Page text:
Is this dream likely to become a reality? No. But some part of it might.
We have about fifty Austrolorp laying hens and one rooster, Hans. We just moved them onto a fallow field near the goats today. The rest of our fields are getting limed and cover-cropped for the winter, so we need to get all the fencing and trellising off them for right now.
They’ve been laying eggs for about two months now. Austrolorps are classified as “dual-purpose” chickens, which means that they lay eggs at a good rate but also gain weight quickly enough to be used as meat birds. Which means, basically, you can’t have enough Austrolorps.
On Oct. 15th, we took some of the eggs and, instead of eating them for breakfast, we put them into a $40 styrofoam incubator. Some of us were skeptical, but then one day we started hearing “peep peep! peep peep!” from inside the eggs, and pretty soon, they were pecking through.
The pledge drive bike tour to help raise money for the kitchen of fellow intentional community Baltimore Free Farm (BFF) has been in progress for over a week now. Pledges for the trip are at a dollar a mile, so we’re on our way to meeting our fundraising goal of $5,000. Baltimore Free Farm has been running Food Not Bombs and Food Rescue Day out of their kitchen for years now, footing the bills for picking up food, paying the electrical bills, supplying propane for cooking, and maintaining the infrastructural space. Food Not Bombs and Food Rescue Day divert food from the waste stream, further the decommodification of food, and redistribute food to people who experience food insecurity.
As a new community run mostly by volunteers, shouldering this finacial burden has begun to seem less feasible. In a stroke of fundraising creativity, the bike tour pledge drive was formuled as something participants can do that is in line with values of renewable and human powered systems, while providing nearly free (minus bike parts) and ecologically conscious transportation, allowing us to explore forms of radical street performance along the way and once we get to New Orleans.
So far, our journey has found us waylaid on the stoops of abandoned homesteads and historical buildings waiting out the rain, occupying endlessly replicated convenience store landscape, in the warm embrace of hotdog laden churches, on the grass and concrete of park pavilions, under the sky in hay fields, and on the floors of the friends’ houses. It took us a very long time to get out of Virginia. Southwest Virginia, in all its foggy mountain brilliant leaved trees, drug on forever, with spectacular elevation changes, whipping wind, rain, lugging entirely too much more stuff, and reluctant muscles all slowing us down. Finally after a few more days of rain and bike repair delays, we arrived in Knoxville, TN. Our next stop is Nashville, where we’re excited to open for Poncili Creacions with a short puppet act. After Nashville, we’ll be headed to Memphis, then the long (but mercifully flat!) trek south following the Mississippi.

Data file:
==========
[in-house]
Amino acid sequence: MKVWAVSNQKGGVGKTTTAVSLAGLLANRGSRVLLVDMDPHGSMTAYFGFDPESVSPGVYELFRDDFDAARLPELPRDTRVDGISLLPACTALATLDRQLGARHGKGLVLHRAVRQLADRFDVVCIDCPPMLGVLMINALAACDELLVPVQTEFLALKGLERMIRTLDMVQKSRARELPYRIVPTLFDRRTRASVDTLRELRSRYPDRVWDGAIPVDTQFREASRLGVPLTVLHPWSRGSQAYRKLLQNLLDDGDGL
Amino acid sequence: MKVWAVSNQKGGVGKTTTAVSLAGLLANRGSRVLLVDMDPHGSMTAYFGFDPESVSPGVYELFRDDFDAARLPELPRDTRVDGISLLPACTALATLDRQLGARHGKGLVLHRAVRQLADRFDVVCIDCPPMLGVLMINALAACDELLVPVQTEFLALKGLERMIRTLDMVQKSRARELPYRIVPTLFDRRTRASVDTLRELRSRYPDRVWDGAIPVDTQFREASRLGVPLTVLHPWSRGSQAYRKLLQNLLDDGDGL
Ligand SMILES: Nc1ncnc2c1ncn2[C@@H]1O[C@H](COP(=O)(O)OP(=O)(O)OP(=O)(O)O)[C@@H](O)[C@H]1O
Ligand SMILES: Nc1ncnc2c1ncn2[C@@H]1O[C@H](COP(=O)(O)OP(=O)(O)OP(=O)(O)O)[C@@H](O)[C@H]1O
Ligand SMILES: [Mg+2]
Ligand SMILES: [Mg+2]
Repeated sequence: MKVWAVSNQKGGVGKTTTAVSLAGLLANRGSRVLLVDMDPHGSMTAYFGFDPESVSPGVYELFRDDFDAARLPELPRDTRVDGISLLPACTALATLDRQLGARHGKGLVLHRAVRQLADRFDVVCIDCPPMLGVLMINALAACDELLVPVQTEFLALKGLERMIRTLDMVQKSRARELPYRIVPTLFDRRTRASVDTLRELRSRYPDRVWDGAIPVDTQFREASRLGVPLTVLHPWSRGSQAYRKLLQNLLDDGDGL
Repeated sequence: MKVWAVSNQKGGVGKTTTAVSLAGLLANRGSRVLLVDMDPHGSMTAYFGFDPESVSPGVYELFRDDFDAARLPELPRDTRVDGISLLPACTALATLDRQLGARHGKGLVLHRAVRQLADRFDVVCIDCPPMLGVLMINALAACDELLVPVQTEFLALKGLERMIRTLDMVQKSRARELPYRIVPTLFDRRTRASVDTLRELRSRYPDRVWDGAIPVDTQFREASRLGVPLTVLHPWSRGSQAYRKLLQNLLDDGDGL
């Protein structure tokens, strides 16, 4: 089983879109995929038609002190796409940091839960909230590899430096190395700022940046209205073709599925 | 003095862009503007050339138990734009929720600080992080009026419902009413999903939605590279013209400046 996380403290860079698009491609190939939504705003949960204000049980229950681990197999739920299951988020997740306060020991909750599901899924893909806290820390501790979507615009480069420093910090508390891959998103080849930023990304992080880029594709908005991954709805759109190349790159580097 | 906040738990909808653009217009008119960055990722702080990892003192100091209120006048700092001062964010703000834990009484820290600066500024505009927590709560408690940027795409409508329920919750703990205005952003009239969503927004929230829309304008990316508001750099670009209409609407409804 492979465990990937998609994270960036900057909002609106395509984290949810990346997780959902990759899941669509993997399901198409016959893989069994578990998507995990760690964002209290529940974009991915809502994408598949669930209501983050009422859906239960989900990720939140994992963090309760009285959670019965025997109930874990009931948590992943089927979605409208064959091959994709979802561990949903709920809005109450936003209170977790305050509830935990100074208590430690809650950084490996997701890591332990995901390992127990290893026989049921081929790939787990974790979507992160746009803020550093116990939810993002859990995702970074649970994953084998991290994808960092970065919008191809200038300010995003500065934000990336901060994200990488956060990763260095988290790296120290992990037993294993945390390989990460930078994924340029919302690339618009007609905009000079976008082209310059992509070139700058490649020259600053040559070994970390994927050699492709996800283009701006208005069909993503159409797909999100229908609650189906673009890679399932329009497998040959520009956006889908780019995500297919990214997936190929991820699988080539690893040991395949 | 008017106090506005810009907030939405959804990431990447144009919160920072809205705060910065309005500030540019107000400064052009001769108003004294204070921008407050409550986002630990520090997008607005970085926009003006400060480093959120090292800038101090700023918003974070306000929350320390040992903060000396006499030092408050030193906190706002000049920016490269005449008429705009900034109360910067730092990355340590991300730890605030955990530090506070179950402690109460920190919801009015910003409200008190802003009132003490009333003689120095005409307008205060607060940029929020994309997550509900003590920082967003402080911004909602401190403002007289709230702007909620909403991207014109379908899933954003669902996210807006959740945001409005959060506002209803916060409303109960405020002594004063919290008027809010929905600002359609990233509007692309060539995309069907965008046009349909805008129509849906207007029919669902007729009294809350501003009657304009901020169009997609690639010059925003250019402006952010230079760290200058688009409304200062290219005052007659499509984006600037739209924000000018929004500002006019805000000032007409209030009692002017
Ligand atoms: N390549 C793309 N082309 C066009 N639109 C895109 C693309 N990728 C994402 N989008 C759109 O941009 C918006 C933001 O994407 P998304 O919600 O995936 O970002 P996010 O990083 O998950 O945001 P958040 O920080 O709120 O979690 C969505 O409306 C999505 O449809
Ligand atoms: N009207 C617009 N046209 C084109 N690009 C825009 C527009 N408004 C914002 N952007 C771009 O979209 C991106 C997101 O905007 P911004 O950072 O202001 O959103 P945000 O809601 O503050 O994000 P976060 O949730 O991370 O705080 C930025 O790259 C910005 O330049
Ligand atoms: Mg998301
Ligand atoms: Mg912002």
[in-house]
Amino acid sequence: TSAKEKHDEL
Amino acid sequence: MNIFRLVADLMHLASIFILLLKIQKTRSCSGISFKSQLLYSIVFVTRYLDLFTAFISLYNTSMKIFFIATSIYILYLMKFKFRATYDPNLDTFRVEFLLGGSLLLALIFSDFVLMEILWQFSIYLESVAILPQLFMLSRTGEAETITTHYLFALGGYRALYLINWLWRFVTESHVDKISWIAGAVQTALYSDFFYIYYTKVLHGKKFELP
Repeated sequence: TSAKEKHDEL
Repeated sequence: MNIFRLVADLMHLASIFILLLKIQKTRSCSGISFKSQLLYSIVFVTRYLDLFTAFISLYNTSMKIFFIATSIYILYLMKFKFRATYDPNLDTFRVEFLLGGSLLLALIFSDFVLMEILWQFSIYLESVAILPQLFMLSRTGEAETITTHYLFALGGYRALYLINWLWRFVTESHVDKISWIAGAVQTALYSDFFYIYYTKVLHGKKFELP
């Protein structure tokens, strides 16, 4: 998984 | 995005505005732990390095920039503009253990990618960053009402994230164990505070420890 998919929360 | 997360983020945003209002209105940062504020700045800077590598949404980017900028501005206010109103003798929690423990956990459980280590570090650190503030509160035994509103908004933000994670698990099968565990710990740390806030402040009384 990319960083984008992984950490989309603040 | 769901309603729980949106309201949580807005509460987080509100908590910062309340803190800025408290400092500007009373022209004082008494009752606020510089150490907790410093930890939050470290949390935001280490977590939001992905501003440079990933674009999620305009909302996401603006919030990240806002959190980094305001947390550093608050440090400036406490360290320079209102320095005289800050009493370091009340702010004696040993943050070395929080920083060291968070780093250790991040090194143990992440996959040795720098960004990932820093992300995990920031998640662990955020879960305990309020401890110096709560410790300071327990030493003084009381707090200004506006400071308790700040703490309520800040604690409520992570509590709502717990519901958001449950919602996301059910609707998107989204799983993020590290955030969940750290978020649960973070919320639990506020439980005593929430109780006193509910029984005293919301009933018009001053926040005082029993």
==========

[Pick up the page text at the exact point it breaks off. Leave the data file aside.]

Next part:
We all started off with a book bag each of personal belongings, but by now we’ve shed most of our belongings along the way in efforts at lightening up our loads for greater riding efficiency. Billy and I have ditched our bags completely, with the clothes we’re not wearing able to fit into our balled hands, and Brittany’s bag is mostly empty, minus a collection of puppets and other interesting found objects that we encorporate into our puppeteering endeavors on street corners along the way. At regular intervals throughout our trip, we’ve dumped the contents of our bags and mercilessly culled any duplicates or other unnecessary objects. Things we don’t have that might surprise you: sleeping bags, ground pads, pillows, tents, (much) spare clothing or shoes, or trailers. Brittany and myself don’t even have saddle bags. My few remaining belongins dwell in a mini grocery shopping bag. When our shoes get wet and don’t dry out, we throw them in a laundry mat drier. When it rains, we pull off and wait it out. When it’s cold, we look for straw, leaves, or cardboard.